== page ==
Scientific storytelling: Eustis archaeologists preserve 'American experience'

  • Published
  • By Staff Sgt. Katie Gar Ward
  • 633rd Air Base Wing Public Affairs
To many who drive the roads of Fort Eustis on a daily basis, the brick house standing atop the hill where Taylor Avenue meets Harrison Road looks like any other old building.

Known as the Matthew Jones House, it is in reality the oldest building owned by the Department of Defense in the United States, and was converted into an architectural museum in 1995.

To help tell the story of the Jones House and other archaeological sites on Fort Eustis, the 733rd Civil Engineer Division environmental element archaeologists preserve the history through education, restoration and community outreach.

Fort Eustis' first staff archaeologist was hired in 2004. Over the years, the program has grown into a team whose primary mission is to ensure the post remains compliant with cultural resource laws, said Dr. Christopher McDaid, 733rd CED installation archaeologist.

"We evaluate [integrity] of historical sites on the post. If buildings need renovation or if new construction is required, we determine whether construction actions will impact the archaeological site," said McDaid, a Bryn Mawr, Pa. native. "We try to work with agencies as early as possible to avoid any delays in construction."

While preservation is their primary focus for the Cultural Resource Program, McDaid said education through tours is an equally important facet of the archaeologists' mission, and most tours begin at the Matthew Jones House.

The Jones House was built in 1700 and originally stood as a wooden structure with two rooms and a loft. Throughout the years, it was remodeled and expanded, and passed down before the land was purchased by the U.S. government in 1918 during World War I, where the house was converted into officer housing. After the war's end, the house was left empty and boarded until 1995.

Now, the house serves as a museum, displaying artifacts found on Mulberry Island, the land that is now Fort Eustis. The artifacts include hunting and gathering tools and iron cookware ranging from 8000 B.C. to AD 1900.

The Matthew Jones House is one of 234 archaeological sites on Fort Eustis, including the post's largest Civil War field fortification, Fort Crafford, and two Confederate family cemeteries.

To further educate the post and community on these sites, Fort Eustis' Cultural Resources Management program includes restoration projects for Earth Day in April and an open house in October in observance of Archaeology Month.

"We're charged to take care of these places for the American people," said McDaid. "It's more than getting the areas that were once closed down back open - we work to preserve them so the military members, their families and the community can experience these places."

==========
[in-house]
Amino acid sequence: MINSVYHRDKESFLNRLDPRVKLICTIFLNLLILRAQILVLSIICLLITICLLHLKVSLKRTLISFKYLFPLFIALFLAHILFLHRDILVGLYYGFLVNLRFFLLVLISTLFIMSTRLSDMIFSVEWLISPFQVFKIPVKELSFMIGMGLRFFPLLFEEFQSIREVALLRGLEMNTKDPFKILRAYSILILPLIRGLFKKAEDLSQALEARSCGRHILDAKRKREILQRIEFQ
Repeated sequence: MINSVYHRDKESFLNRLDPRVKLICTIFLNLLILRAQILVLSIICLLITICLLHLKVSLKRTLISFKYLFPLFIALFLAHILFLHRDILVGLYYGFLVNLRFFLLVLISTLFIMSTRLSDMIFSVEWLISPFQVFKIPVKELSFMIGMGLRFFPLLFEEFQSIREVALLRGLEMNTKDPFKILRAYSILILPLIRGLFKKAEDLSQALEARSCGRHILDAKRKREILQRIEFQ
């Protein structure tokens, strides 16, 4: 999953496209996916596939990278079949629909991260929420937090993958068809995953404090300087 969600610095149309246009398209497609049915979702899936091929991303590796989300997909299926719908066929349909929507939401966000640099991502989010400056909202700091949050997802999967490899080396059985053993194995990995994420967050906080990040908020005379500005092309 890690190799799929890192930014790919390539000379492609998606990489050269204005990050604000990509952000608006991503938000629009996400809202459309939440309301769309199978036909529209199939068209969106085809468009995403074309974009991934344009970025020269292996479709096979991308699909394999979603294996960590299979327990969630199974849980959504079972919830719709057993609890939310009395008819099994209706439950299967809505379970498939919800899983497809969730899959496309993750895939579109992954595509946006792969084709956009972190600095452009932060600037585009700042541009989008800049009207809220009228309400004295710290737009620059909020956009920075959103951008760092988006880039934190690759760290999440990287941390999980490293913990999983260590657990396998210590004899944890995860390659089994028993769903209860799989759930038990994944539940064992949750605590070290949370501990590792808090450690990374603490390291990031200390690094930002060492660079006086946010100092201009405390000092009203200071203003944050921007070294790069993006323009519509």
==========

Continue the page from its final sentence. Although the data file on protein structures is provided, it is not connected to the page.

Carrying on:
McDaid and the archaeology team have taken great strides to work with the community through its internship program with Christopher Newport University's Public History department.

While this is the first year Fort Eustis and CNU have partnered in this capacity, the internship program itself has continually expanded over many years in order to provide mutual benefit to students and the community, said Dr. Sheri Shuck-Hall, CNU Public History Program director.

"The internship program developed out of the need to provide hands-on learning for students interested in pursuing public history," said Shuck-Hall. "History majors learn outside the classroom by not only understanding how history can be practically applied, but also by making an impact on how the public understands our nation's history."

Students help identify previously-excavated artifacts from 13 Fort Eustis sites and reanalyze them according to new discoveries from sites in close proximity to Jamestown. Gaining that practical exposure allows interns to learn proper lab and analysis techniques, said Shuck-Hall.

"The Department of History has a unique opportunity to serve Hampton Roads' public history agencies by placing our history [students] in internships," said Shuck-Hall. "[Fort Eustis] assists in the educational process of history interns by providing a significant learning experience, while [at the same time] serving the larger interests of the Tidewater region."

Although Fort Eustis' archaeological mission is a relatively-new aspect of the post's history, it is but one chapter in a story that has spanned millennia, said McDaid.

"People have lived [on Fort Eustis] for 12,000 years," said McDaid. "[Preserving these sites] reminds everyone that American history is a long-running story, and we are part of a continuum of the American experience."